Usually we think it’s this way: We are the users and we’re using social media like blogs, Wikipedia, Friendfeed or Twitter. But what if we put it exactly the other way round? Sometimes reversing the perspective gives a clearer view. So, I propose that in addition to us using social media, social media is using us (remember what Michael Wesch said?).
This is not a very new thing to do, listen to what Marshall McLuhan wrote in 1964:
By continuously embracing technologies, we relate ourselves to them as servomechanisms. That is why we must, to use them at all, serve these objects, these extensions of ourselves, as gods or minor religions. An Indian is the servomechanism of his canoe, as the cowboy of his horse or the executive of his clock.
And, I would add: The geek of his FriendFeed.
To add a few examples: Wikipedia is using me to learn more about sociological, statistical and architectural subjects; Twitter and FriendFeed are using me to keep the streams of my followers flowing (it’s not only about tech), the blogosphere is using me to connect different weblogs on sociology and social media. I could go on much longer with this.
Social Media is using me. And this in turn changes my life and changes society. This point can also be found in McLuhan’s writings, as he said:
Physiologically [I would add: psychologically and socially, BK], man in the normal use of technology (or his variously extended body) is perpetually modified by it and in turn finds ever new ways of modifying his technology.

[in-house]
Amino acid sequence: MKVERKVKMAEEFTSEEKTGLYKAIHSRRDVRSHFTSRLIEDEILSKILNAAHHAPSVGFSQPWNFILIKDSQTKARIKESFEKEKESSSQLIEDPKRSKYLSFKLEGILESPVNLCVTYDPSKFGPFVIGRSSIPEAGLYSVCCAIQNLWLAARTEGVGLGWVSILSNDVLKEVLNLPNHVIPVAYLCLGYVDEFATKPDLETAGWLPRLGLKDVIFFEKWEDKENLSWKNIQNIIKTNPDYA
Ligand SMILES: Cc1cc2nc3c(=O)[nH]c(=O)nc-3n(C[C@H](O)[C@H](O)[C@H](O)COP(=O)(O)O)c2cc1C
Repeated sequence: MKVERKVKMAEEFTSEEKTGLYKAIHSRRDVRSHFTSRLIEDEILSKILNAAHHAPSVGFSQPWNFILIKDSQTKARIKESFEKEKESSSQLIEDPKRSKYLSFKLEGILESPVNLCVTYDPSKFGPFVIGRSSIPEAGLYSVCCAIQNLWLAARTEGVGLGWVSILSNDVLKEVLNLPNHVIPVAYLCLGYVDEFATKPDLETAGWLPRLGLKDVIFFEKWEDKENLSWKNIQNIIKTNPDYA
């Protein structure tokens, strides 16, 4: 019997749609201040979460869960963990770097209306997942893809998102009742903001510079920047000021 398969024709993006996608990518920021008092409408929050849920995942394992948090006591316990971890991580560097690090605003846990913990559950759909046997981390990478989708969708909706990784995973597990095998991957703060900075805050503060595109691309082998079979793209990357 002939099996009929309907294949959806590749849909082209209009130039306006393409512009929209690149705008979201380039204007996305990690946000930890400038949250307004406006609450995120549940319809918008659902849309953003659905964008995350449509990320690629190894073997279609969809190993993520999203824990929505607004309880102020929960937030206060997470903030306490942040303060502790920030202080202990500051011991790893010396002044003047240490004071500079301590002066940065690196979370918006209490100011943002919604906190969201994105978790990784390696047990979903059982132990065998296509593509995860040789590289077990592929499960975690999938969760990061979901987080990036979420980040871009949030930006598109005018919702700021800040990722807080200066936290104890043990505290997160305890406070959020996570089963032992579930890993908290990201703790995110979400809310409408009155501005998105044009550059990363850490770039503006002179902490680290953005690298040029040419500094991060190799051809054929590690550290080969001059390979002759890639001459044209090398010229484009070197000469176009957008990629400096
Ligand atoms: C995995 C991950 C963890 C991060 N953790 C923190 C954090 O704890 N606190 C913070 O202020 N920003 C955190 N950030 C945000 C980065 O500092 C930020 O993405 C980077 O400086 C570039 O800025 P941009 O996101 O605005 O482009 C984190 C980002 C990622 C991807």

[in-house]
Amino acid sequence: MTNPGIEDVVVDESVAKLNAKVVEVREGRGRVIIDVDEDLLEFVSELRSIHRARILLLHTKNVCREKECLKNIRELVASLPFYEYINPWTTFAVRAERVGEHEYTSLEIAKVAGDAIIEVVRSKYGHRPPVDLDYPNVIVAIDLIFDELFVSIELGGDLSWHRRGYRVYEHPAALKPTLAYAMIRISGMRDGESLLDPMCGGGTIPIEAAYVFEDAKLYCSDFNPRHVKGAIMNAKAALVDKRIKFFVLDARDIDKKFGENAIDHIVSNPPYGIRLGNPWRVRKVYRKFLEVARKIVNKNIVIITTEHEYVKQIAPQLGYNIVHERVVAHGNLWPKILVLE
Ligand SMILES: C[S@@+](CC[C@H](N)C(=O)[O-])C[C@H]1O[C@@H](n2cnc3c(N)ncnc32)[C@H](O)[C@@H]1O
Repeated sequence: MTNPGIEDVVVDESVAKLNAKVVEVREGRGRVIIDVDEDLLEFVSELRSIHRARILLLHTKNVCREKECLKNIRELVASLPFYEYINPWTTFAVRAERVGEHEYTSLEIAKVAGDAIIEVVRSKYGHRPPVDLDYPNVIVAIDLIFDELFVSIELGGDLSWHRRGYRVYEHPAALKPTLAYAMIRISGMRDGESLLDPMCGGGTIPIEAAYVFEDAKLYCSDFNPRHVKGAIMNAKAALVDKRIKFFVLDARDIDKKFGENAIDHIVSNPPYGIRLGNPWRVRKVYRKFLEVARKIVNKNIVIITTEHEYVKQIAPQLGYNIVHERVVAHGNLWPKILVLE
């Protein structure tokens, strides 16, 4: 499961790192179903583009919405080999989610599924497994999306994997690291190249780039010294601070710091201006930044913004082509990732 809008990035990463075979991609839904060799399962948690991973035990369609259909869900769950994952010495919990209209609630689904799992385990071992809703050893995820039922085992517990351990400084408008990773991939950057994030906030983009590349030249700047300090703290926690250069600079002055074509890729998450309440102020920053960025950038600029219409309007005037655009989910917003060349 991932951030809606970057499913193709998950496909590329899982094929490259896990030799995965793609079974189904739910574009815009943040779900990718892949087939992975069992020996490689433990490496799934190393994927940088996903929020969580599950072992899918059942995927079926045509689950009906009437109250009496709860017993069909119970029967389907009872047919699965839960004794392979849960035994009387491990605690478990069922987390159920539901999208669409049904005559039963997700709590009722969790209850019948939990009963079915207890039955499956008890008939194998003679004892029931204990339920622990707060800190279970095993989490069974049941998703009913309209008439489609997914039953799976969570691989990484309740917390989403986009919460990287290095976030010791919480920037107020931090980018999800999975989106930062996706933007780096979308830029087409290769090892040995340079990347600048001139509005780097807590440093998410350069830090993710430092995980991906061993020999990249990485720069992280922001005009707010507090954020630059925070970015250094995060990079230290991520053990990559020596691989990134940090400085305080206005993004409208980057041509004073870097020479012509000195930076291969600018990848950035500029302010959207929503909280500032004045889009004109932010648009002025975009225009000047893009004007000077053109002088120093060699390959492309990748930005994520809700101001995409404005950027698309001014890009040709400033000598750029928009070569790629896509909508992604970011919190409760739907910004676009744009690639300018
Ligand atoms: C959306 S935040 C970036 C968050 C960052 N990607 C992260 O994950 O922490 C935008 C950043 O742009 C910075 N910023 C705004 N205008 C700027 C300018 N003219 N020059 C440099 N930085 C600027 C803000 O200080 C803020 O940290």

As much as the current state of social media and its various discourses are shaped by people like Robert Scoble, Michael Arrington and Jeff Jarvis, I believe they would not hesitate to confirm that social media has used and changed them as well.
Sometimes the social media system even demands too much: another blogpost, another Wikipedia entry, another Tweet. I bet there are more than enough people who are waking up with their Google Analytics and are going to bed with their Feedburner stats. Social media can overuse us. And there is no moral conscience preventing this.
Maybe it’s a good idea to step back sometimes and rethink: how much are you giving and how much are taking from social media.